An exploration of negative emotions and fights among friends, written by the author of Guess How Much I Love You. This is very similar to Kim Lewis' Friends, with a little boy and a little girl arguing and getting mad at each other, and then making up. However, this book has a heavier hand, and lingers on the upsetting emotional content much longer. My girl found this book to be very upsetting, in a way that Lewis' book was not. (She sat impassively when I read it the first time, and then, the next day when her mom picked it up, told her not to read it, announcing, "That's a bad book," which I've never heard her say before, about anything...) There are a couple of reasons for this, I think. First, the exploration of negative emotion is quite protracted, and the resolution is framed hypothetically, rather than seen as an actual event (the boy who is narrating says, "If my friend were as sad as I am sad, this is what she would do: She would come and say I'm sorry, and I would say I'm sorry, too.") Similarly, the cause of their fight isn't made clear -- he simply informs us midway that "I SHOUTED at my friend today..." but doesn't explain why. In the Lewis book, the fight is explained as part of the plot (the children are both trying to hold the same object, an egg, and break it by accident) but this same plot point is used to resolve their anger (they find another egg, and learn how to share). McBratney's book, however, just has them getting mad at each other, seemingly for no reason at all. This may be fine for adult readers, who just assume that children will fight from time to time, and that their reasons are inconsequential. For little readers, though, it seems like you'd want to better explain what was happening and why, so that they can make a little more sense out of it, and to have more respect for the causes of their emotions. Anyway, I didn't care for this book much, either, although other families may find it more useful. (C)


"When I Feel Afraid"
Written by Cheri J. Meiners
Illustrated by Merideth Johnson
(Free Spirit, 2004)

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"Talk And Work It Out"
Written by Cheri J. Meiners
Illustrated by Merideth Johnson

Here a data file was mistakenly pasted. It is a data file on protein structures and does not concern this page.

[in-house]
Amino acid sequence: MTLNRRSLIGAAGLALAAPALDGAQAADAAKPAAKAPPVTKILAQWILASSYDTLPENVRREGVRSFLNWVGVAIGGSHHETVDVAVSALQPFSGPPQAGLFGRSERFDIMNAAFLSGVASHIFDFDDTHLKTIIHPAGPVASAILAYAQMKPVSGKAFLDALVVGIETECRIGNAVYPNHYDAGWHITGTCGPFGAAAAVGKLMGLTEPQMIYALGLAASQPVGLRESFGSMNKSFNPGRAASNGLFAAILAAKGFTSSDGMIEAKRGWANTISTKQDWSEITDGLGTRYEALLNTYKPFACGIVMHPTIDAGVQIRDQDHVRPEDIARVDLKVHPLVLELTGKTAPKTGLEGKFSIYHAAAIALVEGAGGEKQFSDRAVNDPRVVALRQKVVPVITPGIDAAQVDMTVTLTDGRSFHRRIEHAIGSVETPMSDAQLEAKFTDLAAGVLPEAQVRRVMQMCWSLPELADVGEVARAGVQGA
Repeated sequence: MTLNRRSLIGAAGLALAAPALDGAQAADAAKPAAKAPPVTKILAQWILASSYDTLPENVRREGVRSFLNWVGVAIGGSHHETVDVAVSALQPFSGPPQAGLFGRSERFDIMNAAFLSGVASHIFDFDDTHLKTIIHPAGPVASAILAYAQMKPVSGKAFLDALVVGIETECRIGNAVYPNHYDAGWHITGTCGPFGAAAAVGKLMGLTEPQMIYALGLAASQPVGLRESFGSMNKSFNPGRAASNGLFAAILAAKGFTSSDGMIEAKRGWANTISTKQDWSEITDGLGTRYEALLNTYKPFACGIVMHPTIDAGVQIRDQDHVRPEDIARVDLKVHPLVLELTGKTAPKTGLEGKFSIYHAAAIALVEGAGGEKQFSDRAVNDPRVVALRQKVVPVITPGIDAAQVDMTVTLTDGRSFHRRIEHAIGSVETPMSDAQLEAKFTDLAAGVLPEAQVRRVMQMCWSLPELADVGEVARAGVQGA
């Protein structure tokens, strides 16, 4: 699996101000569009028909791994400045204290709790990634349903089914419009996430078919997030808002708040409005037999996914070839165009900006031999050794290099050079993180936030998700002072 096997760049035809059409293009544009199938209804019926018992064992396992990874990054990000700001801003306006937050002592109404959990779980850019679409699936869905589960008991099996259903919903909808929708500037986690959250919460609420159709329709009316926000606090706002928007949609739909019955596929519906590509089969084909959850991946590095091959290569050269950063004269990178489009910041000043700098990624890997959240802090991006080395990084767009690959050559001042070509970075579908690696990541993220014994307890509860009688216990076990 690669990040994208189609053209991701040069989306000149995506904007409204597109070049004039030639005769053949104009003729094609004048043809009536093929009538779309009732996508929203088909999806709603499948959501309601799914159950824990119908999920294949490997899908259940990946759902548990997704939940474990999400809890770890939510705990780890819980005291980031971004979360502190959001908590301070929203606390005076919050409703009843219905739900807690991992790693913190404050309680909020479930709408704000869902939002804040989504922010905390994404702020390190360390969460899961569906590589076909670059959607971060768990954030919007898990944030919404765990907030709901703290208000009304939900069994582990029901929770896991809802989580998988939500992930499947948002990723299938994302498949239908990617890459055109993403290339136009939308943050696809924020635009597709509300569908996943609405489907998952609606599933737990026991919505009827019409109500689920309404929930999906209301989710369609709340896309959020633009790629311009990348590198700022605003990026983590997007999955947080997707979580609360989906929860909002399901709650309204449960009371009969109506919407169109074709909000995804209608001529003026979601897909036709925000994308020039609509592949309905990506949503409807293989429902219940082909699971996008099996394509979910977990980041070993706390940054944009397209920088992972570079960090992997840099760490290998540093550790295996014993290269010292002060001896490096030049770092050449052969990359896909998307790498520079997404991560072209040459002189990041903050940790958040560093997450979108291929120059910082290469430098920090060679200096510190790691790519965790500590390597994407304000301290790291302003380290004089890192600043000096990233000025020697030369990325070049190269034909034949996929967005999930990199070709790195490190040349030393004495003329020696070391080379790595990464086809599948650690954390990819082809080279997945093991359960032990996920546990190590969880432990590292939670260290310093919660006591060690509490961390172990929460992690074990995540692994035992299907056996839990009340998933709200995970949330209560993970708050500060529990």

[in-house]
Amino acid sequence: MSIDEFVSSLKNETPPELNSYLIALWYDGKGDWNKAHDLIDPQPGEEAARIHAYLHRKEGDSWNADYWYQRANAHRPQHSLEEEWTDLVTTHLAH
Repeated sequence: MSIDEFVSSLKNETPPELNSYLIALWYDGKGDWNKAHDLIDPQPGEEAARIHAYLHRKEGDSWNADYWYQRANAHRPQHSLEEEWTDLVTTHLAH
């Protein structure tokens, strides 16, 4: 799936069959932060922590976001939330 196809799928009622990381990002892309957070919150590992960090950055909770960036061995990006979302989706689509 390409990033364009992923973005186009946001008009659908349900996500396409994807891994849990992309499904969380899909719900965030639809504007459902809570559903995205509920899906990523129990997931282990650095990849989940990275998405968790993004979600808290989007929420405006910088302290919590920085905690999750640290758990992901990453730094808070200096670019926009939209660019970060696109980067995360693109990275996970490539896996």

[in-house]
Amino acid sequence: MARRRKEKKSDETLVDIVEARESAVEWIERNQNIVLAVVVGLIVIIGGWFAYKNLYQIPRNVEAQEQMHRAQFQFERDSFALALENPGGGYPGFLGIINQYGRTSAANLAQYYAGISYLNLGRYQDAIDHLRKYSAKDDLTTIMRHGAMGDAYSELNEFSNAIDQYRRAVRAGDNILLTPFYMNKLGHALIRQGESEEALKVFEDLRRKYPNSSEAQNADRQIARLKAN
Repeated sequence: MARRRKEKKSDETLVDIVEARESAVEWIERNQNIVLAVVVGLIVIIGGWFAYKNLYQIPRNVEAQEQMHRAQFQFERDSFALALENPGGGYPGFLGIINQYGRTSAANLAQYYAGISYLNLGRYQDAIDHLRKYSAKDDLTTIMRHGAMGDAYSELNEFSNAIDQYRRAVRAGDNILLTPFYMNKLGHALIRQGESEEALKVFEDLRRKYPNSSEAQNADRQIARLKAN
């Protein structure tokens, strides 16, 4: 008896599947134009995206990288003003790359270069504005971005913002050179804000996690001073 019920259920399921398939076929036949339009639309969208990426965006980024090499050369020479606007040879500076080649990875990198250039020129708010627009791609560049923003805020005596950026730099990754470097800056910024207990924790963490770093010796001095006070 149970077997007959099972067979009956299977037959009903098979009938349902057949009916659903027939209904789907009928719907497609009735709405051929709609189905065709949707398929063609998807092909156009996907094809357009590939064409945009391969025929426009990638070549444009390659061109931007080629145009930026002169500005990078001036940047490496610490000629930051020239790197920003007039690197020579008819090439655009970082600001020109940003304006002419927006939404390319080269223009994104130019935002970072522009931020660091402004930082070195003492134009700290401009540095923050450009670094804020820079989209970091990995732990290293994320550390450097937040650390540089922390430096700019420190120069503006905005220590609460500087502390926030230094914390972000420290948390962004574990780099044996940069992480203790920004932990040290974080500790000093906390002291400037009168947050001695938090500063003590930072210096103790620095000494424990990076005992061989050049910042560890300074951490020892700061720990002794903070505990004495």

(Free Spirit, 2004)

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"Angry Dragon"
Written by Thierry Robberecht
Illustrated by Philippe Goossens
(Clarion, 2004)

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"When I Feel Angry"
Written by Cornelia Maude Spelman
Illustrated by Nancy Cote
(Whitman, 2000)

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"When You Are Happy"
Written by Eileen Spinelli
Illustrated by Geraldo Valerio
(Simon & Schuster, 2006)

An optimistic, colorful book that acknowledges all kinds of emotions, negative and positive alike, and seeks to put a cheerful spin on things even as it validates the dark side of things. The narrator-parent offers unconditional love and comfort in the face of sadness, anger and fear, and wraps things up by saying how wonderful it is when lil' Pookums is happy and smiley, and how that's the best thing of all. A couple of passages veer on the icky-sweet, but mostly it's nice to have a book that talks about emotions and helps define the strong, often overwhelming feelings that toddlers and preschoolers are engulfed by. A good tool to help little kids talk about their emotions. (B)


"Sometimes I'm Bombaloo"
Written by Rachel Vail
Illustrated by Yumi Heo
(Scholastic, 2002)

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"Words Are Not For Hurting"
Written by Elizabeth Verdick
Illustrated by Marieka Heinlen
(Free Spirit, 2004)

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Just For Adults

"The Explosive Child: A New Approach for Understanding and Parenting Easily Frustrated, Chronically Inflexible Children"
Written by Ross W. Greene
(Harper, 2005)

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"Seeing Red: An Anger Management and Peacemaking Curriculum for Kids"
Written by Jennider Simmonds
(New Society, 2003)

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"A Volcano In My Tummy: Helping Children To Handle Anger"
Written by Eliane Whitehouse & Warwick Purdey
(New Society, 1996)